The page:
An Interview With… Los Importantes de la Noche


We sat down with Gustavo Jacob, Zulu González and Ricardo Jacob who together make Los Importantes de la Noche. They signed with Anara Publishing at the beginning of 2018, bringing a Latin feel to our roster. They go through their collaborative songwriting approach as well as giving advice to all aspiring songwriters out there.

Tell us about how you started making music both individually and together as a band.

Well, the three of us played in another band where the lack of new material was becoming a big issue for us. We used to play the same songs and no new ideas where put on the table. We felt we needed to do something else and started a “song workshop”, as we called it, in which we sat and developed any ideas we had into a new song, both instrumental or with lyrics. That is how we started, from the need to make music. We didn’t think of a band or an album, that came later. One important thing to say is that in this project we decided to leave our comfort zones: the drummer plays guitar and the guitarists play organ and double bass. That gave a different vibe to whatever we were doing.

How important do you think music publishing is to emerging artists in today’s industry?

The industry has changed so much it is not even an industry anymore for most musicians and it is very very different from how it used to be. Music publishing gives us musicians the chance to make our music go further and it’s probably the last thing that remains, and that works, of that old industry.

What is your typical songwriting process for Los Importantes de la Noche?

Well, it is different depending on the song. Sometimes it is just a chord progression or guitar/organ riff and that develops into something we all feel comfortable with. In other cases someone brings a full song and we just play it as it is. We all do the arrangements together.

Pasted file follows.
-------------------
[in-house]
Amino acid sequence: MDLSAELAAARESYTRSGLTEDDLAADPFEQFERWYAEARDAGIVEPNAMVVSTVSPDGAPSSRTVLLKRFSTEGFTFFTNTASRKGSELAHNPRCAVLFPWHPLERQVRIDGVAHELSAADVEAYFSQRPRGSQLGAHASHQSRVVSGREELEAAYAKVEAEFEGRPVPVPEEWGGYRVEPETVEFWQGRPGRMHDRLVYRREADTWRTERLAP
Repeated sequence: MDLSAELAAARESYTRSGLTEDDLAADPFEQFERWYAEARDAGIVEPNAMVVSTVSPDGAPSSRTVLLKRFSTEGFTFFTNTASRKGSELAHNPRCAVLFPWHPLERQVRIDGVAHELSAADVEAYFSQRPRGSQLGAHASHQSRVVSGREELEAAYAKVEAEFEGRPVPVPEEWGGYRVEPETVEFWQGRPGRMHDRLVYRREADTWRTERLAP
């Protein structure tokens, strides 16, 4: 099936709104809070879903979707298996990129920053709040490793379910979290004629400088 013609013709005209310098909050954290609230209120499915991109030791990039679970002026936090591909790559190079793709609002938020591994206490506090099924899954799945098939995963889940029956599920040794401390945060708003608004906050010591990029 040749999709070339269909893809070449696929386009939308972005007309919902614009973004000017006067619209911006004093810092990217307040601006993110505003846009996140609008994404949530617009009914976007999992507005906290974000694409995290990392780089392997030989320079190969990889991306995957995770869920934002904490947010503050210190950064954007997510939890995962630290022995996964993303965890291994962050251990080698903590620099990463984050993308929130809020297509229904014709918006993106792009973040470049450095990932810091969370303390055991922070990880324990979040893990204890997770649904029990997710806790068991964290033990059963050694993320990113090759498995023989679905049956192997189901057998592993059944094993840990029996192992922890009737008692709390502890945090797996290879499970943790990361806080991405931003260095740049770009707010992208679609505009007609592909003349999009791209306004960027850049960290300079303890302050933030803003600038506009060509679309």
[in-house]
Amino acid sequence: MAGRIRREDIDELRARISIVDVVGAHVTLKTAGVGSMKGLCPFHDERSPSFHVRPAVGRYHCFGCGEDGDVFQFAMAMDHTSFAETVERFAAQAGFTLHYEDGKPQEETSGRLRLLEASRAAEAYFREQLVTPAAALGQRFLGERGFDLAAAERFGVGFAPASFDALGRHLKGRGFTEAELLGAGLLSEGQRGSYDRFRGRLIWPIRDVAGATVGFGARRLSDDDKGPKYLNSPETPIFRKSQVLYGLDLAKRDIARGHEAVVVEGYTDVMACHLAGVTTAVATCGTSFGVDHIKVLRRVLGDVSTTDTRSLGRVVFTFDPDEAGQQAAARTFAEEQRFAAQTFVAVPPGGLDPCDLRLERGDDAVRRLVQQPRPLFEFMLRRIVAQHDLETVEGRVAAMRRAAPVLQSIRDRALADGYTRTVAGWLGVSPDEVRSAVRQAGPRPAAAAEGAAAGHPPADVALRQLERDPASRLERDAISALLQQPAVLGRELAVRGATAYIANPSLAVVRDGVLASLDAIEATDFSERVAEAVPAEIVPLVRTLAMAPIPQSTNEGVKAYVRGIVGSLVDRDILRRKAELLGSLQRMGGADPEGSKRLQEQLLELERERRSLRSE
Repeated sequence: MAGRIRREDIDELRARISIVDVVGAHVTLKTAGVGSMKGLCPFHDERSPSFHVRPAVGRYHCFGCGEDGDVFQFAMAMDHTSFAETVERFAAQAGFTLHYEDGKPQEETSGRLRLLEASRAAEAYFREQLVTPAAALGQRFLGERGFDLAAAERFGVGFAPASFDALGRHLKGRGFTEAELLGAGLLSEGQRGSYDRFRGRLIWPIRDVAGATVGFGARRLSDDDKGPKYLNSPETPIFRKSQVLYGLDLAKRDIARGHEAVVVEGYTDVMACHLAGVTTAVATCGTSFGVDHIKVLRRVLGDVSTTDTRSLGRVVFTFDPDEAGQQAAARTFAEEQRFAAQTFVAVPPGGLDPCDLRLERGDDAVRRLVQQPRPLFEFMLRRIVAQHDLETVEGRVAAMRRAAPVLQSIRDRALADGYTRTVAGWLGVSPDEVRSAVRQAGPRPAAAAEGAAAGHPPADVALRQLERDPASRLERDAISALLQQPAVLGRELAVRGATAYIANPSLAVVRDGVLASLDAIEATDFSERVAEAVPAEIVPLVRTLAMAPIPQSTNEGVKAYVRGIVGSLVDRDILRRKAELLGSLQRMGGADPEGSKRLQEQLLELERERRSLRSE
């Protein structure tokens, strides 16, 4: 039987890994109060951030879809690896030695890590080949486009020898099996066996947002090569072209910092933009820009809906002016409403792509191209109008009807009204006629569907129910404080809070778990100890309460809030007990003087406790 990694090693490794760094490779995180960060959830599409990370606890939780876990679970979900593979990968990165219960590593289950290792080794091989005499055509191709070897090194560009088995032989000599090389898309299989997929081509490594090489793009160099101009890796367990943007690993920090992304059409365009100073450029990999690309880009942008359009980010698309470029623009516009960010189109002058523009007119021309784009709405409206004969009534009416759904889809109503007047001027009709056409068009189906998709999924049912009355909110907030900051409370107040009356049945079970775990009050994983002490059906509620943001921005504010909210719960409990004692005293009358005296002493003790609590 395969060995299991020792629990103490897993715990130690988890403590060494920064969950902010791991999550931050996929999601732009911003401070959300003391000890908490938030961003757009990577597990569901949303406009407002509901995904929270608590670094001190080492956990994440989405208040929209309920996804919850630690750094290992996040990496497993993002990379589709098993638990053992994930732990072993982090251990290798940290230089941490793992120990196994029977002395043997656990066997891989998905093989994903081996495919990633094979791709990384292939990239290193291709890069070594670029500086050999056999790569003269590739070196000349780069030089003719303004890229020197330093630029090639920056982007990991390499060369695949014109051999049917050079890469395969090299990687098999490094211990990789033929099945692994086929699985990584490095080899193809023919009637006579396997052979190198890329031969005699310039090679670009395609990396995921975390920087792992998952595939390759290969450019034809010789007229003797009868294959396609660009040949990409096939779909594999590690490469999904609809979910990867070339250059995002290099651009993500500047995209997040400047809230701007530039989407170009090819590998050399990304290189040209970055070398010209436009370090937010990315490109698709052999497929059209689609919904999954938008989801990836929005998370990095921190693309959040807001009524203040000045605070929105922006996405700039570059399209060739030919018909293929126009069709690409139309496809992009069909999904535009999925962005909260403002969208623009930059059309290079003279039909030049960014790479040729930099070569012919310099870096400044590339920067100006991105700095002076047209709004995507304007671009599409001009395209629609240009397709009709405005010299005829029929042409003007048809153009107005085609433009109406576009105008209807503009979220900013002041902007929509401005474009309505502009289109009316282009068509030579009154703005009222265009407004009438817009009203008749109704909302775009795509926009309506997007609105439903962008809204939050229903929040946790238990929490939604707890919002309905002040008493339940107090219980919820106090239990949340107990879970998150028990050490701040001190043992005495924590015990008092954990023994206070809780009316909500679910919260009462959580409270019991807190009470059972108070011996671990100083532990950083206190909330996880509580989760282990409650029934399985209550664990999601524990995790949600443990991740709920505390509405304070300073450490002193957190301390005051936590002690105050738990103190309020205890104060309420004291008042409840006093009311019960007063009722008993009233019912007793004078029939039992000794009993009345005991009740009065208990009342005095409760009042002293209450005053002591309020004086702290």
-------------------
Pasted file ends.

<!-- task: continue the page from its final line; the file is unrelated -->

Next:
Describe a pivotal music moment for you in your favourite film, television show, brand partnership etc. Has this influenced any of your own compositions?

There are too many music moments in films that we like. From John Williams or Ligeti in “2001: A Space Odyssey” to Shaft or those great moments of involuntary comedy in Bruce Lee’s films where music has a big role on the scenes. That is a big influence. On our music videos we use old stock footage, silent movies and cartoons because that is what we feel relates the most with our music.

Do you have any advice for aspiring songwriters?

Just be open to any music idea that comes to mind, you never know what may become a great song. Avoid self-censorship and just go with the flow. Paraphrasing the great composer Vangelis: “Go where the music leads you, don’t lead the music where you want.”